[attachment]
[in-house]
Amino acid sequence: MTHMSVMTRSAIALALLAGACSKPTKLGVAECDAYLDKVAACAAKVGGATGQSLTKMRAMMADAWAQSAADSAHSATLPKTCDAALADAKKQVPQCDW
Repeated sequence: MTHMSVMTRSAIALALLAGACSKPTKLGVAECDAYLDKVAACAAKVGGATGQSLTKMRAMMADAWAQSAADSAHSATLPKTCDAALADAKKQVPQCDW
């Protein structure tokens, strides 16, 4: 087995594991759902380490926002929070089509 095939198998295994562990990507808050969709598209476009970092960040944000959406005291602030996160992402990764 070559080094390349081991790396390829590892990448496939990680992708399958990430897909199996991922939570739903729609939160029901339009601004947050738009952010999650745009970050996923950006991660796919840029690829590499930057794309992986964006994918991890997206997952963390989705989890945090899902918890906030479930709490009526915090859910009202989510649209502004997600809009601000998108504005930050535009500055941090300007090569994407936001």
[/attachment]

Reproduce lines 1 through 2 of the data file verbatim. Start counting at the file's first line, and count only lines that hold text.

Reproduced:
[in-house]
Amino acid sequence: MTHMSVMTRSAIALALLAGACSKPTKLGVAECDAYLDKVAACAAKVGGATGQSLTKMRAMMADAWAQSAADSAHSATLPKTCDAALADAKKQVPQCDW